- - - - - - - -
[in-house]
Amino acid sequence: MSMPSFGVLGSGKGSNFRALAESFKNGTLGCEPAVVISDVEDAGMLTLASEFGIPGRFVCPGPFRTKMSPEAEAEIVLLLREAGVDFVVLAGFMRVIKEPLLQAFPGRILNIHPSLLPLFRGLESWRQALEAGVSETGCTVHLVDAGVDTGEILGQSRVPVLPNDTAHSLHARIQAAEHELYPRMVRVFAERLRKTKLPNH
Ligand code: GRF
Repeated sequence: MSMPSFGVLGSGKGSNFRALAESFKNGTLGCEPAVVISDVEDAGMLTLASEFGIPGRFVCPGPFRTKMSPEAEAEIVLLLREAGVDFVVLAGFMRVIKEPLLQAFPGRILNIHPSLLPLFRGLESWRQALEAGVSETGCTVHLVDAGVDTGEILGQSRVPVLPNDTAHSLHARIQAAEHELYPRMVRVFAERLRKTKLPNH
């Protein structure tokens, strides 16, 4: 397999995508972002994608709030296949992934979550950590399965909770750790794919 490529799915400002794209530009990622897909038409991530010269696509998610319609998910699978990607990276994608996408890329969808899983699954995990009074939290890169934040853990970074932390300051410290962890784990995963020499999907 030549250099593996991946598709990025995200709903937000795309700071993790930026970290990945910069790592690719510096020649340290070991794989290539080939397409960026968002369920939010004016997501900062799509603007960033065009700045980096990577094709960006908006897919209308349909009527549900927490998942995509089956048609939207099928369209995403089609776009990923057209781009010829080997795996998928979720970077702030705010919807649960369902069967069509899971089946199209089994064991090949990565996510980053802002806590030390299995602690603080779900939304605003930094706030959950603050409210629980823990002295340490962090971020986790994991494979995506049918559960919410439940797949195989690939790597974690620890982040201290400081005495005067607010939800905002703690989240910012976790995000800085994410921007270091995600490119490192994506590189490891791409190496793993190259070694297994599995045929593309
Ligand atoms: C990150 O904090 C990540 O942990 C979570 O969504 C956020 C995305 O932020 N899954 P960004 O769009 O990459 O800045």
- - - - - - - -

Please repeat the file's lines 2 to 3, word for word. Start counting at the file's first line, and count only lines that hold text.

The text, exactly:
Amino acid sequence: MSMPSFGVLGSGKGSNFRALAESFKNGTLGCEPAVVISDVEDAGMLTLASEFGIPGRFVCPGPFRTKMSPEAEAEIVLLLREAGVDFVVLAGFMRVIKEPLLQAFPGRILNIHPSLLPLFRGLESWRQALEAGVSETGCTVHLVDAGVDTGEILGQSRVPVLPNDTAHSLHARIQAAEHELYPRMVRVFAERLRKTKLPNH
Ligand code: GRF